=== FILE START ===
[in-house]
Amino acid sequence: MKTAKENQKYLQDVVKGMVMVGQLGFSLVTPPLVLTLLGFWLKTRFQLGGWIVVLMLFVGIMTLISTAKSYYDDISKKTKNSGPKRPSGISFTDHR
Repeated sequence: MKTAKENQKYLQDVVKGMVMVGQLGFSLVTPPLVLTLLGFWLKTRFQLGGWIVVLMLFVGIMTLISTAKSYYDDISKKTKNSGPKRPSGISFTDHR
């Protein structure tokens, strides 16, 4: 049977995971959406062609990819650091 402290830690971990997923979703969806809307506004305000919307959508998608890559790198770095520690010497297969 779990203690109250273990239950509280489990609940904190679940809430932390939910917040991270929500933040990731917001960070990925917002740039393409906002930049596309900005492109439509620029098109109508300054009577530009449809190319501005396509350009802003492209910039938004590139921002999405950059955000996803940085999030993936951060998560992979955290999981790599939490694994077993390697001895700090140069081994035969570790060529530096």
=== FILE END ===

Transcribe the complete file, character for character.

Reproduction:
[in-house]
Amino acid sequence: MKTAKENQKYLQDVVKGMVMVGQLGFSLVTPPLVLTLLGFWLKTRFQLGGWIVVLMLFVGIMTLISTAKSYYDDISKKTKNSGPKRPSGISFTDHR
Repeated sequence: MKTAKENQKYLQDVVKGMVMVGQLGFSLVTPPLVLTLLGFWLKTRFQLGGWIVVLMLFVGIMTLISTAKSYYDDISKKTKNSGPKRPSGISFTDHR
């Protein structure tokens, strides 16, 4: 049977995971959406062609990819650091 402290830690971990997923979703969806809307506004305000919307959508998608890559790198770095520690010497297969 779990203690109250273990239950509280489990609940904190679940809430932390939910917040991270929500933040990731917001960070990925917002740039393409906002930049596309900005492109439509620029098109109508300054009577530009449809190319501005396509350009802003492209910039938004590139921002999405950059955000996803940085999030993936951060998560992979955290999981790599939490694994077993390697001895700090140069081994035969570790060529530096």